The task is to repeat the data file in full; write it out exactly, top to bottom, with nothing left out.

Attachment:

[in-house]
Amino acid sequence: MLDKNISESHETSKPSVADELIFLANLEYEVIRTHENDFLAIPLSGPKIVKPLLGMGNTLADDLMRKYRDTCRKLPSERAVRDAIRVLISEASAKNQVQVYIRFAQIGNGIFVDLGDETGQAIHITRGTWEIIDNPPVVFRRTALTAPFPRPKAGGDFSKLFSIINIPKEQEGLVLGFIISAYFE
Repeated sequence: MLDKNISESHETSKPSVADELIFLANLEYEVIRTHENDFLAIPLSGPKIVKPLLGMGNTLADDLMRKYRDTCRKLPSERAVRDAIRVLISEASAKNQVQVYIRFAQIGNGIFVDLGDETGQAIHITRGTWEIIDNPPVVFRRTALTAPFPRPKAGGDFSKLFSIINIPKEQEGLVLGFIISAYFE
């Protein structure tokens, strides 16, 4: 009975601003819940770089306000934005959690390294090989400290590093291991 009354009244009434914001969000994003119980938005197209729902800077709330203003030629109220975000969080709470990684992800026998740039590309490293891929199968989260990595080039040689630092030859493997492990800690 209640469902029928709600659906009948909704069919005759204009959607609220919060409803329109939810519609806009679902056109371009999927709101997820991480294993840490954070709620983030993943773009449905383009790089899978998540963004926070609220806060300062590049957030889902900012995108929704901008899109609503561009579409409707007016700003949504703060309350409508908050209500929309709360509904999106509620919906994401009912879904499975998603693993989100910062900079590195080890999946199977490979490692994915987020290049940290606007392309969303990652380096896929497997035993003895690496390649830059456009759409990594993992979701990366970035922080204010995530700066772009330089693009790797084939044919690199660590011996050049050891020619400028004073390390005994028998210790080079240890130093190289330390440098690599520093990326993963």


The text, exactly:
[in-house]
Amino acid sequence: MLDKNISESHETSKPSVADELIFLANLEYEVIRTHENDFLAIPLSGPKIVKPLLGMGNTLADDLMRKYRDTCRKLPSERAVRDAIRVLISEASAKNQVQVYIRFAQIGNGIFVDLGDETGQAIHITRGTWEIIDNPPVVFRRTALTAPFPRPKAGGDFSKLFSIINIPKEQEGLVLGFIISAYFE
Repeated sequence: MLDKNISESHETSKPSVADELIFLANLEYEVIRTHENDFLAIPLSGPKIVKPLLGMGNTLADDLMRKYRDTCRKLPSERAVRDAIRVLISEASAKNQVQVYIRFAQIGNGIFVDLGDETGQAIHITRGTWEIIDNPPVVFRRTALTAPFPRPKAGGDFSKLFSIINIPKEQEGLVLGFIISAYFE
């Protein structure tokens, strides 16, 4: 009975601003819940770089306000934005959690390294090989400290590093291991 009354009244009434914001969000994003119980938005197209729902800077709330203003030629109220975000969080709470990684992800026998740039590309490293891929199968989260990595080039040689630092030859493997492990800690 209640469902029928709600659906009948909704069919005759204009959607609220919060409803329109939810519609806009679902056109371009999927709101997820991480294993840490954070709620983030993943773009449905383009790089899978998540963004926070609220806060300062590049957030889902900012995108929704901008899109609503561009579409409707007016700003949504703060309350409508908050209500929309709360509904999106509620919906994401009912879904499975998603693993989100910062900079590195080890999946199977490979490692994915987020290049940290606007392309969303990652380096896929497997035993003895690496390649830059456009759409990594993992979701990366970035922080204010995530700066772009330089693009790797084939044919690199660590011996050049050891020619400028004073390390005994028998210790080079240890130093190289330390440098690599520093990326993963």